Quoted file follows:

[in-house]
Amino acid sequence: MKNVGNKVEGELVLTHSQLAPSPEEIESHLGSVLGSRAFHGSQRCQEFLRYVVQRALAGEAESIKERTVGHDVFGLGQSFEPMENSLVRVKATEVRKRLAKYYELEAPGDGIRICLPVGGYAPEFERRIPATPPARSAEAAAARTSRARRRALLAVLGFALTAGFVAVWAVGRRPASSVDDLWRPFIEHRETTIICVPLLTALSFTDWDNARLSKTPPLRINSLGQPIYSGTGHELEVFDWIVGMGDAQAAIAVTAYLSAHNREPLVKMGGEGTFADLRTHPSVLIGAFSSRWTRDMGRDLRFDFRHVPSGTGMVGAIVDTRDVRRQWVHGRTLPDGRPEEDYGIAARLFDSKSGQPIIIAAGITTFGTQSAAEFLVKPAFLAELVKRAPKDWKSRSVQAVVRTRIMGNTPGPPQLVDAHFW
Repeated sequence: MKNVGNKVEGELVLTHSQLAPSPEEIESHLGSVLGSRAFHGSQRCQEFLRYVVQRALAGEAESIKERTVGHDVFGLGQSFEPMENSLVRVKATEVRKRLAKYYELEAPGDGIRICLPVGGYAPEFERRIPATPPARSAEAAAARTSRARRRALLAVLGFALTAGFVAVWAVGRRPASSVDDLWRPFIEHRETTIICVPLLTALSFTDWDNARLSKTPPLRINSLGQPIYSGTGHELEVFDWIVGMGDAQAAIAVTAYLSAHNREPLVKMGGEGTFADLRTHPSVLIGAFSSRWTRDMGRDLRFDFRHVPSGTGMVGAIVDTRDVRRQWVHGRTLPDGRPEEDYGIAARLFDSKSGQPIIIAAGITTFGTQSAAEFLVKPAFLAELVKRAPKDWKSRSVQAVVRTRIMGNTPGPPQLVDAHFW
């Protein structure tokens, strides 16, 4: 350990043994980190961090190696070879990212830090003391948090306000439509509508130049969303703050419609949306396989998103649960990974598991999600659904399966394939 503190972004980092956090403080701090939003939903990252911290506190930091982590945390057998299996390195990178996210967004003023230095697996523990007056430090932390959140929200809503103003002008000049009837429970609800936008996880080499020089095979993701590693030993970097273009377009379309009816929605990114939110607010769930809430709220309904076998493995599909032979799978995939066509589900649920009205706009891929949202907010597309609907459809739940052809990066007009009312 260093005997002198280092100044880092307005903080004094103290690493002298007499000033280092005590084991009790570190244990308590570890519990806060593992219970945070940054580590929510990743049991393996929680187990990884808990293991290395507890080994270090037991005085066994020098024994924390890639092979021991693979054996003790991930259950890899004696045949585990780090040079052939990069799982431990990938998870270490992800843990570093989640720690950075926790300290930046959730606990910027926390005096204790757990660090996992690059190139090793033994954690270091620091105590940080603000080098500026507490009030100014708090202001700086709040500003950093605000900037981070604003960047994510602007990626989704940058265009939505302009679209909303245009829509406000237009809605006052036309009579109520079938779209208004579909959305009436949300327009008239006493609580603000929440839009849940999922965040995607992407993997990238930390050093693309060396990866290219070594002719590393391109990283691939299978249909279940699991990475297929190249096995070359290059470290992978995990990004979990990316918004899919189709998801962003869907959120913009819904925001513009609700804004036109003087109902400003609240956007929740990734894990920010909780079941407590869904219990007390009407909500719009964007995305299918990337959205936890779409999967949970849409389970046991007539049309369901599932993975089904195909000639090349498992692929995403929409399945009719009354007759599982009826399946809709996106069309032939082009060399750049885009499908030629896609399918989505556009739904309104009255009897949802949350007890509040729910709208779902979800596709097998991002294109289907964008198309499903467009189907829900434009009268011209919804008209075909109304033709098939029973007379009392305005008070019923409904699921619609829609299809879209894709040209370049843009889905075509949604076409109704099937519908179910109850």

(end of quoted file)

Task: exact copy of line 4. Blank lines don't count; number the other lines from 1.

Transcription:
């Protein structure tokens, strides 16, 4: 350990043994980190961090190696070879990212830090003391948090306000439509509508130049969303703050419609949306396989998103649960990974598991999600659904399966394939 503190972004980092956090403080701090939003939903990252911290506190930091982590945390057998299996390195990178996210967004003023230095697996523990007056430090932390959140929200809503103003002008000049009837429970609800936008996880080499020089095979993701590693030993970097273009377009379309009816929605990114939110607010769930809430709220309904076998493995599909032979799978995939066509589900649920009205706009891929949202907010597309609907459809739940052809990066007009009312 260093005997002198280092100044880092307005903080004094103290690493002298007499000033280092005590084991009790570190244990308590570890519990806060593992219970945070940054580590929510990743049991393996929680187990990884808990293991290395507890080994270090037991005085066994020098024994924390890639092979021991693979054996003790991930259950890899004696045949585990780090040079052939990069799982431990990938998870270490992800843990570093989640720690950075926790300290930046959730606990910027926390005096204790757990660090996992690059190139090793033994954690270091620091105590940080603000080098500026507490009030100014708090202001700086709040500003950093605000900037981070604003960047994510602007990626989704940058265009939505302009679209909303245009829509406000237009809605006052036309009579109520079938779209208004579909959305009436949300327009008239006493609580603000929440839009849940999922965040995607992407993997990238930390050093693309060396990866290219070594002719590393391109990283691939299978249909279940699991990475297929190249096995070359290059470290992978995990990004979990990316918004899919189709998801962003869907959120913009819904925001513009609700804004036109003087109902400003609240956007929740990734894990920010909780079941407590869904219990007390009407909500719009964007995305299918990337959205936890779409999967949970849409389970046991007539049309369901599932993975089904195909000639090349498992692929995403929409399945009719009354007759599982009826399946809709996106069309032939082009060399750049885009499908030629896609399918989505556009739904309104009255009897949802949350007890509040729910709208779902979800596709097998991002294109289907964008198309499903467009189907829900434009009268011209919804008209075909109304033709098939029973007379009392305005008070019923409904699921619609829609299809879209894709040209370049843009889905075509949604076409109704099937519908179910109850």